5 Keys to transition from Social Media to Your Own TV Series!

In our recent panel discussion at Our Stories Festival (watch here) featuring writer-director Adjani Salmon, Jon Petrie (Director of Comedy Commissioning) and Tanya Quereshi (Head of BBC Comedy) we really broke down and explored the journey from creating content online to having your own commissioned TV series.

Below are 5 of the major keys:

1. Network Across: It is ‘who you know’

One of the key things Adjani showed was that he just kept meeting people! It was literally the friend, of a friend, of a friend… Of a friend who knew the agent that would initially go on to sign him!

Added to this was his continual meeting of production companies until he found the right fit in Big Deal productions who helped get it off the ground (boop boop).

Talent and craft is definitely the foundation of a long and successful career but building connections is just as crucial as your creative talent. Who you know can open doors, provide opportunities, and lead to fruitful collaborations. Realest talk… go to those industry events, reach out to fellow creators, and forge relationships with other industry professionals. Networking isn’t just about making contacts; it’s about nurturing genuine relationships that can help you on your journey.

2. Understand the Format of TV

While online sketches allow for quick, bite-sized content, TV is an entirely different beast.

It’s a medium that demands a longer format, where characters and stories need to be fully fleshed out. Creators should take the time to understand the intricacies of TV storytelling. Your content may be brilliant in short bursts, but for television, you gotta develop and sustain narratives over extended episodes or seasons.

3. Writing is Rewriting: Your Last Draft is Never Your Last Draft

No matter how brilliant your initial script may be, it’s essential to embrace the mantra that writing is rewriting. Adjani mentioned that him and co-writer Ali Hughes did 45 drafts of Dreaming Whilst Black before resubmitting it to their BBC exec.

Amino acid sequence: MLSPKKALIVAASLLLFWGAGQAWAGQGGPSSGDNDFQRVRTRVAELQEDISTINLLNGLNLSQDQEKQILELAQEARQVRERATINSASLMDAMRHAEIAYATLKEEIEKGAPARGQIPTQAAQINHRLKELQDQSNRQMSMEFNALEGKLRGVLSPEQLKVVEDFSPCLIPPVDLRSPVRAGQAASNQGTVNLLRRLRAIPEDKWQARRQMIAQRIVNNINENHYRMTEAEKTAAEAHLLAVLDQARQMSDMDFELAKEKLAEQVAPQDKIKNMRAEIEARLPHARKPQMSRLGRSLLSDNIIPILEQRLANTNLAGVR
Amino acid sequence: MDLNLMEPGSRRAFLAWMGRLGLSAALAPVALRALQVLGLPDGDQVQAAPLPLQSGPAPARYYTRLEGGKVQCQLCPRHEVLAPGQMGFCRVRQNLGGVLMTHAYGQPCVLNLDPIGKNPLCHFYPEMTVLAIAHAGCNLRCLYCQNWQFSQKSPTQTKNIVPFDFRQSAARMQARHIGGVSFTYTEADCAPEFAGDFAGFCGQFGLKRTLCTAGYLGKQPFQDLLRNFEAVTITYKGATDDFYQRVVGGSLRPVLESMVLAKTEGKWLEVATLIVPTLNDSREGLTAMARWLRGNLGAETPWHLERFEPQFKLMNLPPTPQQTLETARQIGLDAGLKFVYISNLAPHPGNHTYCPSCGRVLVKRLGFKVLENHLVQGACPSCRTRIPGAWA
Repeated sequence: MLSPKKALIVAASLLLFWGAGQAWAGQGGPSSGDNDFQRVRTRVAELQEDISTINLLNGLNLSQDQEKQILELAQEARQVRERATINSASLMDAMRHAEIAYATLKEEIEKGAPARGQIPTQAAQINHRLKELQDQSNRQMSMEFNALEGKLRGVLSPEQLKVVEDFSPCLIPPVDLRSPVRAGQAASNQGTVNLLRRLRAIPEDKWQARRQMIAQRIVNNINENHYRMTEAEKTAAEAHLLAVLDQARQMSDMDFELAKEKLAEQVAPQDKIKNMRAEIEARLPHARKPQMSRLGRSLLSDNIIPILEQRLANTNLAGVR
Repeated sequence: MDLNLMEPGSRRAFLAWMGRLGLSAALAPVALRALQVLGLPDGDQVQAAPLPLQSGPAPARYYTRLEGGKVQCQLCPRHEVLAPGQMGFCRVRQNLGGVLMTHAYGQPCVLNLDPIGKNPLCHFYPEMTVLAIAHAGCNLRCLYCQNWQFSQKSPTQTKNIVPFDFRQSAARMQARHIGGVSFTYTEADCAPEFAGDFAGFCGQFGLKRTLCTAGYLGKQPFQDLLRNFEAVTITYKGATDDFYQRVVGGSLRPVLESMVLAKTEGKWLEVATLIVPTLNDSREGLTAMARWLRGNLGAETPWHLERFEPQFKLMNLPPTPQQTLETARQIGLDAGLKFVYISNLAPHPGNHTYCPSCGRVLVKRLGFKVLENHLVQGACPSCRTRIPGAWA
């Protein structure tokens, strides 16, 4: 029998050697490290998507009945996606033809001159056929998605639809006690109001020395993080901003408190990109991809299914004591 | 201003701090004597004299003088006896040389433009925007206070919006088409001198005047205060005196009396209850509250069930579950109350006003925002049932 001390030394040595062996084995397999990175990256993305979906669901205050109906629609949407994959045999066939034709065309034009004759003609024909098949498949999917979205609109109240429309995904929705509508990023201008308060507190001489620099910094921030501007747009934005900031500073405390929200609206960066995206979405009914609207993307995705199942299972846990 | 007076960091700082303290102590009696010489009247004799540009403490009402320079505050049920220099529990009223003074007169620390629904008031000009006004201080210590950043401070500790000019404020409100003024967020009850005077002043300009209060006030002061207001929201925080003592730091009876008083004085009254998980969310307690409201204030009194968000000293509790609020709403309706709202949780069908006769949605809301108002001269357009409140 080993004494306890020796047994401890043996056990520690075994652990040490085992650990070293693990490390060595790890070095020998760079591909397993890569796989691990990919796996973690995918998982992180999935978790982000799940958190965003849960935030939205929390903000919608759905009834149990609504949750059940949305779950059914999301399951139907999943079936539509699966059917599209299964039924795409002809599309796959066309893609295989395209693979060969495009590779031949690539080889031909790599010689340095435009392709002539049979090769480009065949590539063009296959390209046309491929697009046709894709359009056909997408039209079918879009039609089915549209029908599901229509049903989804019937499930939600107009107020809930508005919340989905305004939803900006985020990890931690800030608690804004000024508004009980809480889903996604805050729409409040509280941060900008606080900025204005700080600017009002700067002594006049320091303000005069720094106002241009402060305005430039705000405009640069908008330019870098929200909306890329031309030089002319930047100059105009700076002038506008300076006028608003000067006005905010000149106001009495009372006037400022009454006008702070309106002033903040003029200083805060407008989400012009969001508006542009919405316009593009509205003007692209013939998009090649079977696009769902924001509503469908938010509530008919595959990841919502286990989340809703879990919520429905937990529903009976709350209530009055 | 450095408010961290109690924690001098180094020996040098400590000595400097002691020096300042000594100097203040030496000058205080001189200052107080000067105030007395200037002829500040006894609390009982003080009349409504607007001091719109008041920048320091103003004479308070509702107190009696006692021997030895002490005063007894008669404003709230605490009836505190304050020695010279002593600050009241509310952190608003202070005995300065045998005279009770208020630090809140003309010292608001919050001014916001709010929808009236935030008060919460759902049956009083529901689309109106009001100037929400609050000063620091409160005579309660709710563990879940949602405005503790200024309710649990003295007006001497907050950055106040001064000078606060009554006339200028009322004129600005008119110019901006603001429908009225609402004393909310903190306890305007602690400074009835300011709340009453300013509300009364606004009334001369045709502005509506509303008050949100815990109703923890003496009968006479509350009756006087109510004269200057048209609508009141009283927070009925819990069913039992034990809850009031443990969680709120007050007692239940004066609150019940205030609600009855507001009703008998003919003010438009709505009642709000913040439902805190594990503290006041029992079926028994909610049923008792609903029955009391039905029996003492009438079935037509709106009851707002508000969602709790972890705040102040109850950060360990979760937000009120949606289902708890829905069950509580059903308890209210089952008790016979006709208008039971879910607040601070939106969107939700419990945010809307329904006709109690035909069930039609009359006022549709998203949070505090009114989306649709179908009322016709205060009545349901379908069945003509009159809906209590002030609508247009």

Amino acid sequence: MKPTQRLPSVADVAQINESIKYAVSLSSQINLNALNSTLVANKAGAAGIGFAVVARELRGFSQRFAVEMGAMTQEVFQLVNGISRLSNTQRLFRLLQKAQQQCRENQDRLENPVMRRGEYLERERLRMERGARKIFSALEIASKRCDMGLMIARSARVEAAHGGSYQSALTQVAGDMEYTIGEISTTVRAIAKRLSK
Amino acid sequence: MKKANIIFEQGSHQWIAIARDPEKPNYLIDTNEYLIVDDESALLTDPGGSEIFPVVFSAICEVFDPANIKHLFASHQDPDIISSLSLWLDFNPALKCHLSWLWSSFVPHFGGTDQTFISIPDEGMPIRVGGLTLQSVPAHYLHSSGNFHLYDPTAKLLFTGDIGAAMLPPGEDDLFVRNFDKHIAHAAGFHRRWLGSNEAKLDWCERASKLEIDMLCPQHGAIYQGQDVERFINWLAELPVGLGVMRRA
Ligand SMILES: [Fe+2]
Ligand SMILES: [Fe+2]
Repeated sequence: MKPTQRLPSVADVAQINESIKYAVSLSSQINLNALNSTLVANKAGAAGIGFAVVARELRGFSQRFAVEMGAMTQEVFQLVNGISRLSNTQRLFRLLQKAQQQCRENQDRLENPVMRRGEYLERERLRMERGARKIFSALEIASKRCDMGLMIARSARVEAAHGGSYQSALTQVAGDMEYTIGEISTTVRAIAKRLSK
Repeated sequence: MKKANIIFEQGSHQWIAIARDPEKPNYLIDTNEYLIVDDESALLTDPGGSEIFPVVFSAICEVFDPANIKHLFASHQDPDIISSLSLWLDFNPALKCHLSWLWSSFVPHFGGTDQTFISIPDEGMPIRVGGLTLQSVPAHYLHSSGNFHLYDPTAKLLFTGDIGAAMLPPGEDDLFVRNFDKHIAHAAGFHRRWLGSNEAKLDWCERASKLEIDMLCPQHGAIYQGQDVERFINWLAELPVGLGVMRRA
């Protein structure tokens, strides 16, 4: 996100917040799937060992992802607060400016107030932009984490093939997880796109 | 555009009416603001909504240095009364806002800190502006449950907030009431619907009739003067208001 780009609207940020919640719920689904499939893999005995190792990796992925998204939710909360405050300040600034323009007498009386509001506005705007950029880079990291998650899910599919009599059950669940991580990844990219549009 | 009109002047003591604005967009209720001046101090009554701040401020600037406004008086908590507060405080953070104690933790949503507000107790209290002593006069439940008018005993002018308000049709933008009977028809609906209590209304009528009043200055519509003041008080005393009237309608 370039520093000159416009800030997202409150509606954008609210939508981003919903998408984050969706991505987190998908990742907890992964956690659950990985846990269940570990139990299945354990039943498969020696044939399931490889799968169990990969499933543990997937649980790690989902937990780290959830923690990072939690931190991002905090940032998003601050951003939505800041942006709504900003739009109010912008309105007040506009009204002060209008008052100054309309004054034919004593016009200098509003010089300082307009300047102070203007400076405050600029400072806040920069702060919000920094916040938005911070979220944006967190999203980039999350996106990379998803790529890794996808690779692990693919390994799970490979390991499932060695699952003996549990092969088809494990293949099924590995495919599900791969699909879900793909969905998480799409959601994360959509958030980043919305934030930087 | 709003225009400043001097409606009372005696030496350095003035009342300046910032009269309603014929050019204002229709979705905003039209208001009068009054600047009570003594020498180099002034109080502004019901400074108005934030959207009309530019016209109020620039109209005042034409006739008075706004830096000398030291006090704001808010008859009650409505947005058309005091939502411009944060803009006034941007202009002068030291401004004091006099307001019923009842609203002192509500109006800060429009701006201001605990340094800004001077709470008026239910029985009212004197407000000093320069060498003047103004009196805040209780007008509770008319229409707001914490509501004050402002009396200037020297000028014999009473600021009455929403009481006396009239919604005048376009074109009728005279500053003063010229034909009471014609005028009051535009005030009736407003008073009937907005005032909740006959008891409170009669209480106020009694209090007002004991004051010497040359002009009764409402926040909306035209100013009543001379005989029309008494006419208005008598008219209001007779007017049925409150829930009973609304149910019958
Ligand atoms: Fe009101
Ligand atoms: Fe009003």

Also don’t shy away from feedback and constructive criticism; instead, use them to improve your work. The path to a commissioned series is often paved with countless revisions.

4. Make What You Want to Make

One thing that both execs echoed was that they’re looking for content that stands out, something they haven’t seen before.

So instead of trying to spend time crafting a pitch of what they ‘might’ want, focus on creating what you want to make. (and make it good). Authenticity and originality resonate with audiences and industry decision-makers alike.

Don’t be afraid to take risks and be true to your unique voice.

5. Don’t Stop!

Whilst we’re all happy for Adjani’s success and journey, we can easily forget it took 7 years for him to get to this point.

This serves as a testament to the reality that success requires unwavering determination and patience. It’s easy to become discouraged when things don’t happen quickly, but the lesson here is clear: don’t stop. Keep honing your craft, keep networking, and keep creating content.

Rome wasn’t built in a day and neither will your TV series, but we’re looking forward to seeing it!

You can also watch the full video here

Support and resources:

For those looking to delve deeper into the world of writing and pitching for TV, featuring opportunities from BBC Comedy, Channel 4 and more click here

See you on the big screen/s.